If you haven’t read the new MacArthur foundation report Living and Learning with new Media (http:// bit.ly/SooSe), which discusses how our kids are using social networks and tools to connect, you might want to consider it sooner rather than later. In a nutshell, the study found that kids are using online social technologies in impressive numbers to stay connected to the people they already know and, more importantly for us, to connect to other people around the globe they don’t know but with whom they share a passion or an interest.
It’s that second, “interest-driven” connection that gives most adults pause. Many of us immediately go to the “stranger danger” response, thinking it’s inherently dangerous if our kids are connecting with adults they don’t know on the Internet. We’ve been “datelined” into thinking that predators are lurking around every corner, and that interactions between adults and kids are necessarily bad things.
Reality vs. Fear
The reality is that online predation is extremely rare, however; all the research shows that kids are still far more likely to be abducted or abused by family members or people in their physical neighborhoods than by people they meet online. More importantly, our kids are going to have to become pretty savvy at connecting to adults online they don’t know if they are to take full advantage of the learning opportunities available to them. There is little debate any longer that much of their learning lives will be spent in those online interactions, where they seek out and establish networks or communities with people they will never meet in person.
As a parent, I try to make sure my children know the implications of their actions online at every turn. But most kids (fortunately, I would guess) don’t have a geeky father like me constantly looking over their shoulder. Most kids need teachers and schools to show them the value of these connections and, crucially, how to create them safely. In essence, I expect my kids’ schools to teach them how to connect online with adults they don’t know but with whom they can learn. Is your school doing that?
No doubt, this is a big shift. But it’s a necessary one. As the lead author of the study said, “Kids learn on the Internet in a self-directed way, by looking around for information they are interested in, or connecting with others who can help them. This is a big departure from how they are asked to learn in most schools.” It is, I think, one of the most challenging aspects of the Web these days—the idea that we all can engage in personalized learning around whatever topic or subject fuels our passion. It’s also, however, one of the most amazing aspects of the Web as well.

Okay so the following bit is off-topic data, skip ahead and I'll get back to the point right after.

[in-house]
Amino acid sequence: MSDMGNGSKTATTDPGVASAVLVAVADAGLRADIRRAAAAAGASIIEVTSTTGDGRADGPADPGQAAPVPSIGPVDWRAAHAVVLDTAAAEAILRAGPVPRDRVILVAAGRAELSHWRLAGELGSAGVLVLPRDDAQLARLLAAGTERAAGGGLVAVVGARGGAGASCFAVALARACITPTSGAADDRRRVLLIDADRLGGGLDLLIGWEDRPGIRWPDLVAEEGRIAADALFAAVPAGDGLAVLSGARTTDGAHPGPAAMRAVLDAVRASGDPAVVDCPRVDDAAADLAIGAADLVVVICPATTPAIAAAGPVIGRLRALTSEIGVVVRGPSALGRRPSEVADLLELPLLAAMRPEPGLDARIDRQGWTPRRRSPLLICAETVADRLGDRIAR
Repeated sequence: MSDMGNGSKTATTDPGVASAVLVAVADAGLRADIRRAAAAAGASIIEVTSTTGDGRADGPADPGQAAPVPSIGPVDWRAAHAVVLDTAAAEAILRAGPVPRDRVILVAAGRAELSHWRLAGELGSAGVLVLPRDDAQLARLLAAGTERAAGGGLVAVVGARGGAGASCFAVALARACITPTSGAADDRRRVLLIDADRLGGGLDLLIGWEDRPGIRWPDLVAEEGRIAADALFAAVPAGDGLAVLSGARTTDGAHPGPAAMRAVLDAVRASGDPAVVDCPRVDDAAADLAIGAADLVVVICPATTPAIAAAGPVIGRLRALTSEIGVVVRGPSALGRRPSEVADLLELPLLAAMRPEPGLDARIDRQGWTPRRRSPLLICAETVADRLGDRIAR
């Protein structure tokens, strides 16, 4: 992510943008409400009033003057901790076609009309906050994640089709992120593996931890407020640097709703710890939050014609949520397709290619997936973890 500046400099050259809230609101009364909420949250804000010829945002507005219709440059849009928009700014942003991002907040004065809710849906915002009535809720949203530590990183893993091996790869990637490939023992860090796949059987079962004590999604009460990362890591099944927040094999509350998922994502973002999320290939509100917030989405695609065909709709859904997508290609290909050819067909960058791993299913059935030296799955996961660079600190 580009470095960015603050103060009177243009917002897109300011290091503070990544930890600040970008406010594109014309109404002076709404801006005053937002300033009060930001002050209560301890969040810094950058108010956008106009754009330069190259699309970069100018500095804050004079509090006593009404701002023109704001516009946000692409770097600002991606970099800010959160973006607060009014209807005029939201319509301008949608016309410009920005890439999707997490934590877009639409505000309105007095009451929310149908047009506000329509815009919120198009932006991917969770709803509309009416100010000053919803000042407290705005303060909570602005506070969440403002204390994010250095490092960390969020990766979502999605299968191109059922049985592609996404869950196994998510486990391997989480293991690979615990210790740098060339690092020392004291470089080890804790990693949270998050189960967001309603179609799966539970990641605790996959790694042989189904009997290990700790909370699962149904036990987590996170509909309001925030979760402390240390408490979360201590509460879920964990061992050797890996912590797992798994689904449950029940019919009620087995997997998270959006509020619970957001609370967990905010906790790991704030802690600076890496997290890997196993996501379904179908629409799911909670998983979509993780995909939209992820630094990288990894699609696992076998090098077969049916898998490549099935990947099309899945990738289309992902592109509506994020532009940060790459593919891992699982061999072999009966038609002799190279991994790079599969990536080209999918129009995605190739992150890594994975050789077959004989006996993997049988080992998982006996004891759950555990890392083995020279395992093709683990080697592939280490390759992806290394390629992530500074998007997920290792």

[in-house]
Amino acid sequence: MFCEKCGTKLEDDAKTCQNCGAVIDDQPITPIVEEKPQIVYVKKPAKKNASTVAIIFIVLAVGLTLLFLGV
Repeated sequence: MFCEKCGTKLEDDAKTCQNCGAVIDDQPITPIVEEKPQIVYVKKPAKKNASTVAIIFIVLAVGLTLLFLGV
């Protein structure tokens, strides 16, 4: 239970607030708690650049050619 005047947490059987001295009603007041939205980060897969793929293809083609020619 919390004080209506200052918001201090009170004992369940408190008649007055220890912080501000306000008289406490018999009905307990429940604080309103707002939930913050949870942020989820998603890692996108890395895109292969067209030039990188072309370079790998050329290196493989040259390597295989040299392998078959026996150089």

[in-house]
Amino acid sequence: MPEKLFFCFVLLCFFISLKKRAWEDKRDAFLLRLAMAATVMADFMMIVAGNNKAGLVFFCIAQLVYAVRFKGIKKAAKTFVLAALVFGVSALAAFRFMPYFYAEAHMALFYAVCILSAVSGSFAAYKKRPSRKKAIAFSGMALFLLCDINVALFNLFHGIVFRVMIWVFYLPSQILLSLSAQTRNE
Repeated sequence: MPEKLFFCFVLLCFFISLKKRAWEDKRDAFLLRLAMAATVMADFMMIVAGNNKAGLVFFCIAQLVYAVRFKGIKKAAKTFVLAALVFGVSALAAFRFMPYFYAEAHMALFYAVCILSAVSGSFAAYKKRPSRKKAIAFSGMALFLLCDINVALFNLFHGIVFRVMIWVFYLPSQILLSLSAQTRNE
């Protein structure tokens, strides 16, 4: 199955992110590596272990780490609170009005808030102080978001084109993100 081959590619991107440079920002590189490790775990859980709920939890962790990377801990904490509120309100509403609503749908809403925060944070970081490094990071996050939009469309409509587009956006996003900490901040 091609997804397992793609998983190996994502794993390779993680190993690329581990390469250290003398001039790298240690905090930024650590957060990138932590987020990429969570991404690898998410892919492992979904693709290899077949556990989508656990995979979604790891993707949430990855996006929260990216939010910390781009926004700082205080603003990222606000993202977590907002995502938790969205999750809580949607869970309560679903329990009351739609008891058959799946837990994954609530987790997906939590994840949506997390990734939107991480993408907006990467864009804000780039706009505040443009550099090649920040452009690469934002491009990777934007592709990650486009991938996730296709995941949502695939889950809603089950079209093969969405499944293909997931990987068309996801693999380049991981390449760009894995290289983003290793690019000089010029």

Teaching kids to connect in these ways can’t be done in a two- or three-week unit in online safety. As with many of these other shifts and changes, connecting outside the walls must become simply a part of the culture of learning in our schools. Not only should opportunities to practice these types of interactions occur in every classroom regardless of age and discipline, these types of connections need to be modeled by teachers and administrators alike.
Most importantly, however, we need to begin having some big conversations among every constituency in our schools, with parents, students, teachers, community members and others to try to create a clearer vision of what learning looks like in the 21st century for our kids. It’s not time and place; it’s increasingly anytime, anywhere, and anyone as well. for us to truly prepare our students for those self-directed, self-created learning interactions, the social networking aspects of the Web must be something we embrace, not dismiss. We have to, as a school community, want our kids to connect with adults online whom they don’t know, because we know we’ve prepared them to do that well.
Will Richardson is an author and educator who also blogs about teaching and learning at weblogg-ed.com.